In temperate Europe and Italy the dagger and the axe are the only hand-to-hand weapons attested in the early second millennium bc. Clubs and fire-hardened wooden spears may also have been in use, but they are not archaeologically detectible. It is difficult to imagine that well into their Bronze Age Europeans were fighting in organized battles—as opposed to brawls, mayhem, or surprise attacks on unarmed villagers—in which the only hand-to-hand weapons made of metal were hatchets and daggers. No swords from this period have been found in Europe, but they are not expected because in the eighteenth century bc the only swords known in the Near East and the Aegean were the status symbols worn by men in the elite class.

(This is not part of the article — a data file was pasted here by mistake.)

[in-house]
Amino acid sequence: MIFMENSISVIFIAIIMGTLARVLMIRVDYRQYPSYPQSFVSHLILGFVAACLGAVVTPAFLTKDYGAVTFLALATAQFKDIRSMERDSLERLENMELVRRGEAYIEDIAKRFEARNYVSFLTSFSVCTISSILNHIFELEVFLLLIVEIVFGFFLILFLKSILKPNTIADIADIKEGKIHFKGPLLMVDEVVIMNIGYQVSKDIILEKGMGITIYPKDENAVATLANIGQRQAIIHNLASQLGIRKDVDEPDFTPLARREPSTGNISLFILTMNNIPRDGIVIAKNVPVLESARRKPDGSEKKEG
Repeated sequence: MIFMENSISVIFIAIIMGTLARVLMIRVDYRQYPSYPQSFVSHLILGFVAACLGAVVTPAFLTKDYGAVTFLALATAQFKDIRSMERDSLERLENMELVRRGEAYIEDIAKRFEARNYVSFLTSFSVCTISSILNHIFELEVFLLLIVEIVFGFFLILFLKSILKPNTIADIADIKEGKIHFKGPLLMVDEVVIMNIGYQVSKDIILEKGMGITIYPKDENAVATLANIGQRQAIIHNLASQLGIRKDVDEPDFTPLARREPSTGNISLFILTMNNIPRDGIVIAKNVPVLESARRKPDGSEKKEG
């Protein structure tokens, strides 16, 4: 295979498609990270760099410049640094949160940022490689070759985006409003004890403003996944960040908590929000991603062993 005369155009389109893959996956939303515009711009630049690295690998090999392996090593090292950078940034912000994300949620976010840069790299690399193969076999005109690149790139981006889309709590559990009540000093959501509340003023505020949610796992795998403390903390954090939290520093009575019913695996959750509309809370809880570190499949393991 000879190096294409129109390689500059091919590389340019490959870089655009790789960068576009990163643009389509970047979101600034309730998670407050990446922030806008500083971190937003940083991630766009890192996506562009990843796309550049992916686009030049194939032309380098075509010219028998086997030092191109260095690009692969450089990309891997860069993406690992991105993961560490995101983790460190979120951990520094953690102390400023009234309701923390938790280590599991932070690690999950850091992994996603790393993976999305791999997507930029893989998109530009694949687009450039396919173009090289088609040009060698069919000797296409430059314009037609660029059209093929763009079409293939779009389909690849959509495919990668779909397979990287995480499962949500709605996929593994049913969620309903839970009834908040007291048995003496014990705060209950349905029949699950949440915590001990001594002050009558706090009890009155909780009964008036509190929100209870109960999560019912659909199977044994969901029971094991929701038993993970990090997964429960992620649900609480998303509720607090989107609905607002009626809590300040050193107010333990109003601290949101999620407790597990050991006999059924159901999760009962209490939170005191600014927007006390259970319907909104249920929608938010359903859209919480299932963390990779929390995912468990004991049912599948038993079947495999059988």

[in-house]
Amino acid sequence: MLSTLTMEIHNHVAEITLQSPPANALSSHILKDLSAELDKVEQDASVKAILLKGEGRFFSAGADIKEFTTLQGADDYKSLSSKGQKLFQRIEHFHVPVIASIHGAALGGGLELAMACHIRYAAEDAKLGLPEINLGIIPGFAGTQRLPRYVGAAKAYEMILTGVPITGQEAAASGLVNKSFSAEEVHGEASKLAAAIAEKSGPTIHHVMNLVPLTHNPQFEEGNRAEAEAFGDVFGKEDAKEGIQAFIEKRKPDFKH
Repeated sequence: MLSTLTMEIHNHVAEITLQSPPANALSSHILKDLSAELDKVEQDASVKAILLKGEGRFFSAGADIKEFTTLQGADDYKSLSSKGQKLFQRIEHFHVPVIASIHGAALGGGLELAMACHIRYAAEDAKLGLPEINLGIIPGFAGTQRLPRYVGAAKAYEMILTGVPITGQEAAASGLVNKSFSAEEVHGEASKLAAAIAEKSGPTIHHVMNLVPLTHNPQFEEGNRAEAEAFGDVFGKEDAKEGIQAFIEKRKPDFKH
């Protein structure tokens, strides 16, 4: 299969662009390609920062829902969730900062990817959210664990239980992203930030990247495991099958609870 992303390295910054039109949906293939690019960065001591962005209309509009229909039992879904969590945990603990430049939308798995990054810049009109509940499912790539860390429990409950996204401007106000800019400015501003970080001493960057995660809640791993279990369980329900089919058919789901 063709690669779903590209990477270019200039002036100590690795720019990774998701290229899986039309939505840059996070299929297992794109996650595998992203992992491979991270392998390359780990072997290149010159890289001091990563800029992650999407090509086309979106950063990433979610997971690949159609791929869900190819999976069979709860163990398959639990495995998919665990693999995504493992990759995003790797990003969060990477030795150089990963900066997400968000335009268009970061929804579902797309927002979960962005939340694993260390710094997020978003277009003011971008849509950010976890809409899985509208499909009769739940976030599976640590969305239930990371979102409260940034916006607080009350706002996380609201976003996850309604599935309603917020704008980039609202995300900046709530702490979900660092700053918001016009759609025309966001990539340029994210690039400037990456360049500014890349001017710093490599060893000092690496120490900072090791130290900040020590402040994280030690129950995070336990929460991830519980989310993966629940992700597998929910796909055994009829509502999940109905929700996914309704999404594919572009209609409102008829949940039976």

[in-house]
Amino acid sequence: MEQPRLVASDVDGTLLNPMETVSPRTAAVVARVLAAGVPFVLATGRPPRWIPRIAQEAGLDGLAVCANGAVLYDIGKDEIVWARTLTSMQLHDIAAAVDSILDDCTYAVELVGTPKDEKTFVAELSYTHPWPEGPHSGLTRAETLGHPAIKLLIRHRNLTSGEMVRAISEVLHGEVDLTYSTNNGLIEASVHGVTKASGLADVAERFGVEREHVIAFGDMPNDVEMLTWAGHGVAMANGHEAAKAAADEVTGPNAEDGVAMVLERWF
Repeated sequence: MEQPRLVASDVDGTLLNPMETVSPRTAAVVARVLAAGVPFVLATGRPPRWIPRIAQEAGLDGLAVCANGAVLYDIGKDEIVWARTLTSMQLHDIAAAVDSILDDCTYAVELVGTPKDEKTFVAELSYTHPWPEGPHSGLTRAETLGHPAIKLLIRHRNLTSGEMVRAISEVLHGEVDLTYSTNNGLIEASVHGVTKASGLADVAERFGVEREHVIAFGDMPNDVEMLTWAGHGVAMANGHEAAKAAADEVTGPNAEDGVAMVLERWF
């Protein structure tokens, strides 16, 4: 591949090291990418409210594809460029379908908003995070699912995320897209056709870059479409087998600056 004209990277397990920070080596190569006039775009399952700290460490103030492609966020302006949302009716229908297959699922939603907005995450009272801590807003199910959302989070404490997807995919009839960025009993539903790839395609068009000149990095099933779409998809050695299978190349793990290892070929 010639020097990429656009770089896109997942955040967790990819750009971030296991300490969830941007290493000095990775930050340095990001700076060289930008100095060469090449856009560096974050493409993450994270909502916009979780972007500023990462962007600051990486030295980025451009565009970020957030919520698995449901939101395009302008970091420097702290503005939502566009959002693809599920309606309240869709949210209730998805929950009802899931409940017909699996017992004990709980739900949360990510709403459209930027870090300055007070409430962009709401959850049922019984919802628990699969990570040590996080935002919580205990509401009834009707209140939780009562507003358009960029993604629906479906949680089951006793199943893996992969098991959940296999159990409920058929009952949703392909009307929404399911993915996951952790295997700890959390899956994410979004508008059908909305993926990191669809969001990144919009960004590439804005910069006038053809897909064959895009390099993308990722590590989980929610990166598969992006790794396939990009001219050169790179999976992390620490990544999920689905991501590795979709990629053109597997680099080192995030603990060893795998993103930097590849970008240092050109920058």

Much more telling is the absence in temperate Europe and Italy of spears, because the spear was more effective in battle than the rapier and far less expensive. According to Harding, “the spear seems to have entered the world of Bronze Age Europe at the end of the Early Bronze Age.”133 Metal spearheads had been in use in the Near East since ca. 2500 bc, and by the end of the third millennium bc the tanged version was beginning to be replaced by socketed spearheads. On the Greek mainland a very few shoed spearheads—less securely attached than the socketed, but superior to the tanged—were evidently in use in the MH period. Temperate Europe was therefore remarkably laggard in having no metal spearheads of any kind until well into the second millennium bc. Smiths and founders in the Unetice archaeological culture had been producing a wide variety of bronze artifacts since ca. 2200 bc. If battles were being fought in central Europe in the seventeenth century bc, metalworkers should by that time have long been producing bronze spearheads, whether socketed, shoed or merely tanged. Only toward the end of the Bz A2 period did the metal spearhead—socketed—and the sword appear in temperate Europe, and we shall look at those innovations in chapter 5. Harding is certainly correct in saying that it was only during the course of Europe’s Bronze Age that “for the first time, weapons were developed for the sole and specific purpose of killing humans rather than animals.”134 Another way of saying this is that until late in the Bz A2 period Europeans were not equipped, and therefore not expecting, to go into battle.